Runnels figures that among the aging Baby Boomers beginning to retire are many who would welcome the spiritual and cultural enrichment — music, mentoring, arts and crafts — that vibrant, next-door church congregations would provide. He’s started a new company called Traditions 1:27 — a name derived from Biblical script at James 1:27 — to develop such communities. His partners are Dan Curtis, a CPA who has owned and developed senior-care facilities and worked as a consultant for more than 200 religious organizations; 35-year architect Jeff Floyd, the master planner for Olympic Games venues in Atlanta; and Runnels’ son, Trey, a lawyer.
“A lot of churches are located where senior and assisted living would be a natural piece of the church component,” Runnels says.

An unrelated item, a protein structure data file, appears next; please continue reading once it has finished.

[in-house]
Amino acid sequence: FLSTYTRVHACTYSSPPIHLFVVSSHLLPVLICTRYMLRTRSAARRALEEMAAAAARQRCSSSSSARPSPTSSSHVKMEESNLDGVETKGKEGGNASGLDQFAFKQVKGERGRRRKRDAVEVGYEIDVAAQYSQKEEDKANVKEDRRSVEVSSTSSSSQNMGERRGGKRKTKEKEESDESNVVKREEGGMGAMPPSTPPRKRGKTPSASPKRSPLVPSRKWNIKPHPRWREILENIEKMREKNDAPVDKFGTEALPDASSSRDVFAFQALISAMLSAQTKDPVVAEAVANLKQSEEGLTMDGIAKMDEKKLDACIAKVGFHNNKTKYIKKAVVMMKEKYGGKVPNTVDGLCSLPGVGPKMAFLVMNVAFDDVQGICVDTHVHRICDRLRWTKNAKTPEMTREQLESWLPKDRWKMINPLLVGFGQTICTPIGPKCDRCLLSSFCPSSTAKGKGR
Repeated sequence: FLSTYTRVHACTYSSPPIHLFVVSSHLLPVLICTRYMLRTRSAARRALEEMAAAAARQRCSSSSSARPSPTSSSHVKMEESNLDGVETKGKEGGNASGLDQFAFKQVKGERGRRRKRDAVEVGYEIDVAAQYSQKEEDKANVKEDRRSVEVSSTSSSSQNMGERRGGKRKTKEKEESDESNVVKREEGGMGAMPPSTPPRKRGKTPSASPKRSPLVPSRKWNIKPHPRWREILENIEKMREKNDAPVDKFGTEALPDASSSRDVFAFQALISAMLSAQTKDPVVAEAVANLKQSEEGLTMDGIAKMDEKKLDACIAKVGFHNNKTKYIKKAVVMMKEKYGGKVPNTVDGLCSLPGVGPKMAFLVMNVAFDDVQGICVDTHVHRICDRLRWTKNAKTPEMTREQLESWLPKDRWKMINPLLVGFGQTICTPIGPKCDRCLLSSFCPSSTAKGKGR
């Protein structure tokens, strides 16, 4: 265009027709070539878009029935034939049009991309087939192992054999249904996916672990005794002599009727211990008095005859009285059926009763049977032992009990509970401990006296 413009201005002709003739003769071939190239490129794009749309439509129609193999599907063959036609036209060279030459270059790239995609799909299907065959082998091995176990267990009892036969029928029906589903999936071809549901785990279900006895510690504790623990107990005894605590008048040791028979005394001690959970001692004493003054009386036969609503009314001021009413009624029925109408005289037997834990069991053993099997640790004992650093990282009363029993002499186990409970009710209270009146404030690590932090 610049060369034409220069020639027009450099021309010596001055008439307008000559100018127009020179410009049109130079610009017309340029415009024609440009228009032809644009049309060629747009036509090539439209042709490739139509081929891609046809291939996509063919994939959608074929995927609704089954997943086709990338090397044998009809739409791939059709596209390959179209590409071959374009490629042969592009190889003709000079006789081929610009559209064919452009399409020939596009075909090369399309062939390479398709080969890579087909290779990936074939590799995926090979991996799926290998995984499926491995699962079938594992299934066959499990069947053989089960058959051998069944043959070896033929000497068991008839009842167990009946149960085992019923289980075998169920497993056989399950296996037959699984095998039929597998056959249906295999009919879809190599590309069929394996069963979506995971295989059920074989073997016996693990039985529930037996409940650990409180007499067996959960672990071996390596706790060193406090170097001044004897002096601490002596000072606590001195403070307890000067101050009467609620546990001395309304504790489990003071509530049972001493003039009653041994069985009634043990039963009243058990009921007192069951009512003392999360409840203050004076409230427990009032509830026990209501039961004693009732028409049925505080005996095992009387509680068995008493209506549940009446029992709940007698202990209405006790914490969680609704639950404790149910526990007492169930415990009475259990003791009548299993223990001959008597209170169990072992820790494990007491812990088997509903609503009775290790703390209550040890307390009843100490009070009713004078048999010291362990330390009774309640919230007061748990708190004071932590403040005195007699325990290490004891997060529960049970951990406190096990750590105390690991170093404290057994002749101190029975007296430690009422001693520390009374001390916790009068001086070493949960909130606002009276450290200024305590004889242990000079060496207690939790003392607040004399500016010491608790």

Churches also looking to generate extra income are beginning to flock to the Traditions concept, he says. “We design the church campus for maximum utilization and help them retire debt.’’
Rendering: Bishop Landing in Crestview
Leaders of the 6,000-member Central Baptist Church at Hixson, Tenn., and Traditions partners will break ground this summer on the first phase of a 155-unit assisted living center on a 7.25-acre former parking area.
“The benefit is having a place where our folks who are aging can be close to all the facilities available, plus the cash flow,’’ says Central Baptist executive pastor Eddie Adams. “At some point in the future, we’ll put it up for sale, which will help the ministry, too.’’